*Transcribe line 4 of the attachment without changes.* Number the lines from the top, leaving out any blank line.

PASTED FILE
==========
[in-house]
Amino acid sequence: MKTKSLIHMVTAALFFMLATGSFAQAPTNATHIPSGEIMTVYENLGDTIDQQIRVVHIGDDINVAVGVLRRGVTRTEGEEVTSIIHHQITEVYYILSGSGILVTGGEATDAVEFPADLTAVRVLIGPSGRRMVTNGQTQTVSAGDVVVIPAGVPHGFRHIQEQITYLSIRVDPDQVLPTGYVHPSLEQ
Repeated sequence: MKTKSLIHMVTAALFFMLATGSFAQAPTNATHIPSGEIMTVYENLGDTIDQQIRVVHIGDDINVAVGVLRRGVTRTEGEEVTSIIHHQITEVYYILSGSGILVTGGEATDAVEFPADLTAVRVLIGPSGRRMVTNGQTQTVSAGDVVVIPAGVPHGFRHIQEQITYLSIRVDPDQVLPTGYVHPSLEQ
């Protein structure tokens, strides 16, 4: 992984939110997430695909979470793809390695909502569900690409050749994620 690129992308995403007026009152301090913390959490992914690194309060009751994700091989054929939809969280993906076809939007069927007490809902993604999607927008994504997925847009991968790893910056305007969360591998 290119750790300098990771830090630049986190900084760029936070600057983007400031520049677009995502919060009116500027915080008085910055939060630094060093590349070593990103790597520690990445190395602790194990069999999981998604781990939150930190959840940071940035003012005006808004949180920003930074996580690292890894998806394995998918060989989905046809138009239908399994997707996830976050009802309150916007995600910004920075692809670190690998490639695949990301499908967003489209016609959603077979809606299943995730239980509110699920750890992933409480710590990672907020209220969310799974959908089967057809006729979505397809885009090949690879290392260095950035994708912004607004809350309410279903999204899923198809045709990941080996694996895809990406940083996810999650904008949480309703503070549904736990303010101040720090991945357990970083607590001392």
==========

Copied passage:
């Protein structure tokens, strides 16, 4: 992984939110997430695909979470793809390695909502569900690409050749994620 690129992308995403007026009152301090913390959490992914690194309060009751994700091989054929939809969280993906076809939007069927007490809902993604999607927008994504997925847009991968790893910056305007969360591998 290119750790300098990771830090630049986190900084760029936070600057983007400031520049677009995502919060009116500027915080008085910055939060630094060093590349070593990103790597520690990445190395602790194990069999999981998604781990939150930190959840940071940035003012005006808004949180920003930074996580690292890894998806394995998918060989989905046809138009239908399994997707996830976050009802309150916007995600910004920075692809670190690998490639695949990301499908967003489209016609959603077979809606299943995730239980509110699920750890992933409480710590990672907020209220969310799974959908089967057809006729979505397809885009090949690879290392260095950035994708912004607004809350309410279903999204899923198809045709990941080996694996895809990406940083996810999650904008949480309703503070549904736990303010101040720090991945357990970083607590001392």